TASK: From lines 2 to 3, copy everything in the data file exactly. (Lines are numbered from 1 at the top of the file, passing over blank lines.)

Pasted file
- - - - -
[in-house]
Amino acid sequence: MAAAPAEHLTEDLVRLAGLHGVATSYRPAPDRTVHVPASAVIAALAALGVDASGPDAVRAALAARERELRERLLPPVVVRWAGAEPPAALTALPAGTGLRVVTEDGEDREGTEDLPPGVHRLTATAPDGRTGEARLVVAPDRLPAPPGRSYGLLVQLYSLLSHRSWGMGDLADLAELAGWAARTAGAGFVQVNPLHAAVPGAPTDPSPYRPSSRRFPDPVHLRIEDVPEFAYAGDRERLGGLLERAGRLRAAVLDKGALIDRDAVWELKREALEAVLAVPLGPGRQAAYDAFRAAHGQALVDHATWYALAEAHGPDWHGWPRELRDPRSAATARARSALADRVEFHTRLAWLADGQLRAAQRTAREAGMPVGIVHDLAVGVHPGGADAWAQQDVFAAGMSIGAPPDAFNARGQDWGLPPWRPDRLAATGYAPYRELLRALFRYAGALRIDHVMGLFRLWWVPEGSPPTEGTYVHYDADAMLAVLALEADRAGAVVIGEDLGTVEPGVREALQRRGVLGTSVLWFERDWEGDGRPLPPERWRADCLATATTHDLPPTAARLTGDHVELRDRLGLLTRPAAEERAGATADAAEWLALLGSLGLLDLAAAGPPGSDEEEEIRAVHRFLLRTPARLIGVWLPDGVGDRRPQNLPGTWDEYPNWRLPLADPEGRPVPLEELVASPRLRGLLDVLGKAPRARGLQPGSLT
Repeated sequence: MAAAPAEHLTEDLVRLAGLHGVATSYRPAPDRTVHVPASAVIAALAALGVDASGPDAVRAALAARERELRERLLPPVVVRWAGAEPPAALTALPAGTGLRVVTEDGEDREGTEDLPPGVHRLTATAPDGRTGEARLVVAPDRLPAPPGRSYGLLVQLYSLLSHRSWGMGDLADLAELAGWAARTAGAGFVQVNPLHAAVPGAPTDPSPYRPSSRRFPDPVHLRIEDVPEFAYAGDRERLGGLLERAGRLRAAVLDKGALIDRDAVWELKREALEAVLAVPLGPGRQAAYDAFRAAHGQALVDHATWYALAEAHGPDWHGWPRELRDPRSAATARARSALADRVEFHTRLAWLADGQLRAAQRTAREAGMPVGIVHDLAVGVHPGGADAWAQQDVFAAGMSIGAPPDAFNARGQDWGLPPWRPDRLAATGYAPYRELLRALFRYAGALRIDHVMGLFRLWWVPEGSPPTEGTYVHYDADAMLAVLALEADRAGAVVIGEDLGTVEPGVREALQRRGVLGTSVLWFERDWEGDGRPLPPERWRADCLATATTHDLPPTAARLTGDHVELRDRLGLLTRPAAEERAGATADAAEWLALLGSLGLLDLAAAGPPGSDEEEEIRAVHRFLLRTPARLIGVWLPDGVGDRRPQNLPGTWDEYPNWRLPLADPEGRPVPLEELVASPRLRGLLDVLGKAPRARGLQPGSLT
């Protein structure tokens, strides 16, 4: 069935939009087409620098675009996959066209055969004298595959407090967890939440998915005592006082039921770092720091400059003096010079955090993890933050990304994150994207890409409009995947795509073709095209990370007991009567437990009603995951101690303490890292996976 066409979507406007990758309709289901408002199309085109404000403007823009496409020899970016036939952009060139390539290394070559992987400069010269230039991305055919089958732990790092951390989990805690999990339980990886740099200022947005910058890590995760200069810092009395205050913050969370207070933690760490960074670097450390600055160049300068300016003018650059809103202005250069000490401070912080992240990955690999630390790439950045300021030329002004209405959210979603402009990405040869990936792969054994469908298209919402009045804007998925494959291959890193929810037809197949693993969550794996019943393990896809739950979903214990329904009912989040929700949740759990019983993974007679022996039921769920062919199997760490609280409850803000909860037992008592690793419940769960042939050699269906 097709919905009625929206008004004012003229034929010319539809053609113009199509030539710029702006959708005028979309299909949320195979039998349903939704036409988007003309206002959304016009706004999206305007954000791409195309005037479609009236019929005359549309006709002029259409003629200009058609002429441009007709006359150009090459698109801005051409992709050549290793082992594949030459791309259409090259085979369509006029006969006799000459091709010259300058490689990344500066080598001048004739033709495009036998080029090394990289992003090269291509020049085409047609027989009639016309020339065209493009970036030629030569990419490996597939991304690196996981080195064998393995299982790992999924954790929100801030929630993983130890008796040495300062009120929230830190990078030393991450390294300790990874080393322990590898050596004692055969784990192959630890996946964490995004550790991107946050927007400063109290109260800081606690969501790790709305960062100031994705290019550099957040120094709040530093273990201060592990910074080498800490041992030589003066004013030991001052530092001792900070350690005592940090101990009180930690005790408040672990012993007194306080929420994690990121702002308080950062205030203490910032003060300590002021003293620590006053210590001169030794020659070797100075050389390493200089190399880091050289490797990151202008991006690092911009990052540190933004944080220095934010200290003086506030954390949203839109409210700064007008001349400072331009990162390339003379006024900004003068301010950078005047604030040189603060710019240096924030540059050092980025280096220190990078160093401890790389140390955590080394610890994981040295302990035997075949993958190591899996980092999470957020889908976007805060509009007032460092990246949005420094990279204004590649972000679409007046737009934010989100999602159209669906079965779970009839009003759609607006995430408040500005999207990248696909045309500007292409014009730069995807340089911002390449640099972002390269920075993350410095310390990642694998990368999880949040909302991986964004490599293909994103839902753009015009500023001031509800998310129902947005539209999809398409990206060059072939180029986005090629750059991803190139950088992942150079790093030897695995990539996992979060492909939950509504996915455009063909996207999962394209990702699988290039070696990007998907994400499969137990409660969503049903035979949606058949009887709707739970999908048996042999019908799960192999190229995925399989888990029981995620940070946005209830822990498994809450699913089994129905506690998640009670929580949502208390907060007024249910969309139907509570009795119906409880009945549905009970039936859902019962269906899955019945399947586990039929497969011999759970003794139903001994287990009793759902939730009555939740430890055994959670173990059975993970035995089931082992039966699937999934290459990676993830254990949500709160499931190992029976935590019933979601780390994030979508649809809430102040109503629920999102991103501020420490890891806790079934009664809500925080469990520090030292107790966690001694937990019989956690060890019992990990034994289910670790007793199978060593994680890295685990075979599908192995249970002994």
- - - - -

Amino acid sequence: MAAAPAEHLTEDLVRLAGLHGVATSYRPAPDRTVHVPASAVIAALAALGVDASGPDAVRAALAARERELRERLLPPVVVRWAGAEPPAALTALPAGTGLRVVTEDGEDREGTEDLPPGVHRLTATAPDGRTGEARLVVAPDRLPAPPGRSYGLLVQLYSLLSHRSWGMGDLADLAELAGWAARTAGAGFVQVNPLHAAVPGAPTDPSPYRPSSRRFPDPVHLRIEDVPEFAYAGDRERLGGLLERAGRLRAAVLDKGALIDRDAVWELKREALEAVLAVPLGPGRQAAYDAFRAAHGQALVDHATWYALAEAHGPDWHGWPRELRDPRSAATARARSALADRVEFHTRLAWLADGQLRAAQRTAREAGMPVGIVHDLAVGVHPGGADAWAQQDVFAAGMSIGAPPDAFNARGQDWGLPPWRPDRLAATGYAPYRELLRALFRYAGALRIDHVMGLFRLWWVPEGSPPTEGTYVHYDADAMLAVLALEADRAGAVVIGEDLGTVEPGVREALQRRGVLGTSVLWFERDWEGDGRPLPPERWRADCLATATTHDLPPTAARLTGDHVELRDRLGLLTRPAAEERAGATADAAEWLALLGSLGLLDLAAAGPPGSDEEEEIRAVHRFLLRTPARLIGVWLPDGVGDRRPQNLPGTWDEYPNWRLPLADPEGRPVPLEELVASPRLRGLLDVLGKAPRARGLQPGSLT
Repeated sequence: MAAAPAEHLTEDLVRLAGLHGVATSYRPAPDRTVHVPASAVIAALAALGVDASGPDAVRAALAARERELRERLLPPVVVRWAGAEPPAALTALPAGTGLRVVTEDGEDREGTEDLPPGVHRLTATAPDGRTGEARLVVAPDRLPAPPGRSYGLLVQLYSLLSHRSWGMGDLADLAELAGWAARTAGAGFVQVNPLHAAVPGAPTDPSPYRPSSRRFPDPVHLRIEDVPEFAYAGDRERLGGLLERAGRLRAAVLDKGALIDRDAVWELKREALEAVLAVPLGPGRQAAYDAFRAAHGQALVDHATWYALAEAHGPDWHGWPRELRDPRSAATARARSALADRVEFHTRLAWLADGQLRAAQRTAREAGMPVGIVHDLAVGVHPGGADAWAQQDVFAAGMSIGAPPDAFNARGQDWGLPPWRPDRLAATGYAPYRELLRALFRYAGALRIDHVMGLFRLWWVPEGSPPTEGTYVHYDADAMLAVLALEADRAGAVVIGEDLGTVEPGVREALQRRGVLGTSVLWFERDWEGDGRPLPPERWRADCLATATTHDLPPTAARLTGDHVELRDRLGLLTRPAAEERAGATADAAEWLALLGSLGLLDLAAAGPPGSDEEEEIRAVHRFLLRTPARLIGVWLPDGVGDRRPQNLPGTWDEYPNWRLPLADPEGRPVPLEELVASPRLRGLLDVLGKAPRARGLQPGSLT